A couple of months ago, I was contacted by a company that claimed to be “one of the lead PR companies in America.” Apparently, they had heard my music online and wanted to “put me on the front of their website to get a record deal.”
Now, if you’re new to my site, you might think this is exactly what I’m looking for. However, my music that I write and release myself is simply for my own creative outlet. My career is in session singing and songwriting for private clients. If they had done any research on my site at all, they would have known that. The lady on the phone seemed nice, and I’m sure she was just doing her job, but as she rattled off information it was very apparent that she was reading from a script. I asked her how they found me and what song specifically drew their interest. She became flustered and repeated something she had already read from her script. She then told me that if I wanted to be on the top of their site, I needed to pay a small fee of around $2.00 USD to be featured on the front page.
Alarm bells were already ringing in my head before the fee. At this point, I told her I would need to think it over and call her back. She advised that I needed to take quick action on this and that she would call me back in an hour. I hung up and began my own research. I already knew I didn’t need this company’s services, but I wanted to find out what was really going on.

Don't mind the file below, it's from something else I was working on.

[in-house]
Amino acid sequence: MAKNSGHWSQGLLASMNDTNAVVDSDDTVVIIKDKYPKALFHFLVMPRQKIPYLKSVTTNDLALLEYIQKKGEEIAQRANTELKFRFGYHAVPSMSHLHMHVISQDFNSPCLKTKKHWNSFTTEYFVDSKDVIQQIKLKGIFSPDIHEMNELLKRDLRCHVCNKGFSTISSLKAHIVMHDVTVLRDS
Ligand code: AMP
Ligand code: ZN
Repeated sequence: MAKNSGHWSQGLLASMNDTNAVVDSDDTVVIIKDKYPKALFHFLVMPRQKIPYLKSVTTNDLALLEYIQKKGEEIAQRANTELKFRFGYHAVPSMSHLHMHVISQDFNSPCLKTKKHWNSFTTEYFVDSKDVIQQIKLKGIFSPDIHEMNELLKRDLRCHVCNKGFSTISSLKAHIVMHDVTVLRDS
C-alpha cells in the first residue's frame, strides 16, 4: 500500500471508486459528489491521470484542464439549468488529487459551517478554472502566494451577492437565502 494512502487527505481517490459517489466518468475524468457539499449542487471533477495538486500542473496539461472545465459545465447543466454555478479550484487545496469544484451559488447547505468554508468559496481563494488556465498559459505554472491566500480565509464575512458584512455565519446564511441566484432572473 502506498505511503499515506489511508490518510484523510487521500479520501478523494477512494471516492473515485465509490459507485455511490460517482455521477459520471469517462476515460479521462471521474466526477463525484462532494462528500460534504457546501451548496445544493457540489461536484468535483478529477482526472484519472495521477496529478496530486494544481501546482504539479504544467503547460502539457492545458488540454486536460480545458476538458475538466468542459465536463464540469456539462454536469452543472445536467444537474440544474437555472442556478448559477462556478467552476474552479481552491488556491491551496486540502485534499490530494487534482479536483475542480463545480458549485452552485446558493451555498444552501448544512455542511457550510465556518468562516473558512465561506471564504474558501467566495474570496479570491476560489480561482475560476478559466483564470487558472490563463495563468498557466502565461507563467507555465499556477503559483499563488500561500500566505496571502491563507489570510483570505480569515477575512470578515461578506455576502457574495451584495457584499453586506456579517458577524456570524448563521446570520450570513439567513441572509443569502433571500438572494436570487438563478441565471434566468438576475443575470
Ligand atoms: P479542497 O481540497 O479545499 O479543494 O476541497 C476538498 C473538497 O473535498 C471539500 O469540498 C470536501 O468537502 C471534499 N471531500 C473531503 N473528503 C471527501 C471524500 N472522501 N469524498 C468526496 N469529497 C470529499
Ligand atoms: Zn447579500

First, I searched the general name of the company. Since they are good at SEO, there was nothing negative in my initial search. Then I typed in “name of company + scam” and found many instances listing this exact company and mentions of people getting ripped off. There were several mentions of other people having small success with them, but this didn’t seem like enough to warrant spending the money. Oh, and that $2 fee to be featured? It turns out that fee becomes $60 a month after the trial period. I guess that was deleted from the lady’s script. She did call back, and I did not answer.
Note: I’m not calling this company a scam per se (because I don’t want to be attacked online or sued), just saying that for me it was not worth it. If you read these reviews and decide to try it, be my guest!